by: Mark Kirschbaum on September 24th, 2012 | Comments Off
I. Time and Teshuva
In the shiur regarding Rosh Hashana, we saw how the shofar connected us to a moment outside of time. This radicalization of the perception of time bears an even more immediate relationship to the concept of Yom Kippur and its central component, Teshuva, repentance, as the word teshuva is roughly translated. We will argue that Teshuva means a whole lot more, a restructuring of one’s narrative, an ability to step outside the linearity of experience in order to set things right in one’s life and in the world.
The un-linkage of our normal perception of the flow of time to the Yom Kippur experience is present in the original verse describing the day, as summarized in BT Pesahim 68:
Mar son of Ravina would fast on all the days of the year except for Purim, Shavuout, and the eve of Yom Kippur (the ninth of Tishrei, as opposed to the tenth, which is Yom Kippur), since it says (Vayikra 23:32) “v’initem et nafshotayhem batisha’ lahodesh“- “and you shall deprive yourselves on the ninth of the month”- Is the fast actually on the ninth? No, the fast is on the tenth (Vayikra 23:26)! So this text comes to teach us, that one who eats and drinks on the ninth, it is as if one fasted for two days consecutively…
Essentially, the text provides, within the space of several verses, two different dates for innui nefesh, the “soul deprivation”. To reconcile this contradiction, a special status was granted for the ninth, the day before the fast, in which the act of eating becomes consecrated. The noteworthy element is that the otherwise joyous act of eating is here considered an “innui“, so that eating becomes deprivation and suffering, rather than fasting.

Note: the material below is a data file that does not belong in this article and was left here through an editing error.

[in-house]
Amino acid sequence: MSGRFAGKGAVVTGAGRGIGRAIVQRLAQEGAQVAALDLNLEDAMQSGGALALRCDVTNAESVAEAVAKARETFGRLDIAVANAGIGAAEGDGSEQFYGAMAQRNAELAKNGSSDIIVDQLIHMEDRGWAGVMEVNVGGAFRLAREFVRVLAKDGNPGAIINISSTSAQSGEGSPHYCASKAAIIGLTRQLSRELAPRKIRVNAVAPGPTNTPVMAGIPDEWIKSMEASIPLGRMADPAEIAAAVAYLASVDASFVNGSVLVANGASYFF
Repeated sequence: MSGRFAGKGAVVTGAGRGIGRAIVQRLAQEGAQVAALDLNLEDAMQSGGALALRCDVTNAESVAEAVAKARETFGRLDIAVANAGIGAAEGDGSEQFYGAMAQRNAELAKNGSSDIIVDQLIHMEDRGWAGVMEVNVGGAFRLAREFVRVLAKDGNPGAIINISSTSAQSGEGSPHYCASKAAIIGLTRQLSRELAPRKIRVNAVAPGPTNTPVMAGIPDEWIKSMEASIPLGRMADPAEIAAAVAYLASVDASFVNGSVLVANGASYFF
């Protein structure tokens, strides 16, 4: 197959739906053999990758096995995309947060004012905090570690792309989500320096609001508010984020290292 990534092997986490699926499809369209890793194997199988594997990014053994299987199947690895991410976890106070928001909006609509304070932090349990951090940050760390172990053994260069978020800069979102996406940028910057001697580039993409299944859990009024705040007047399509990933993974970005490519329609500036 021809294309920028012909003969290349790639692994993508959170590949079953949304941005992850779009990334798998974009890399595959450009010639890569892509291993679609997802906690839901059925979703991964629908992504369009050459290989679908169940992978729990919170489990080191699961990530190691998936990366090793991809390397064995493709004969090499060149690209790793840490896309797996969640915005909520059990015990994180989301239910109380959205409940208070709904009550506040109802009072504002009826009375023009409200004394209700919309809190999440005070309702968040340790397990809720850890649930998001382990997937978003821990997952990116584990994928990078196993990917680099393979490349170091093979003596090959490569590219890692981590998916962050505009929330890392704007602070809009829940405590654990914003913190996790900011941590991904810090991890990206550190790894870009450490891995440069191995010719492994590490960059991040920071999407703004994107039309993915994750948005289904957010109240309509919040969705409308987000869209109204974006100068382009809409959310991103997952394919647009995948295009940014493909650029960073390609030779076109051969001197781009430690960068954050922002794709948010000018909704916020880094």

So if the act of eating is considered an “innui”, then how is the day of fasting categorized? The BT in Taanit 26: explains:
There were no happier days for Israel than Yom Kippur and the 15th of Av, on these days the women would dance through the vineyards… Bishlama (This being a happy day is obvious) with regards to Yom Kippur, since it is the day of forgiveness, (“sliha and mehila“), …
In other words, here the Talmud considers the fast day, the day of “innui“, to be the happy holiday.The term “innui” to which we’ve referred several times is usually rendered along the lines of “torment”, “suffering”, “affliction”, etc. How can this type of term be applied to activities usually considered enjoyable, such as eating?
To reconcile these passages, I would suggest a reconsideration of what the goals of the day are. While some see the fasting on Yom Kippur as a kind of suffering or punishment, perhaps the act of fasting on Yom Kippur is not meant to serve as scourge or torture, retribution or punishment, but rather it reflects a joyous act of liberation, liberation from the bonds of the corporeal.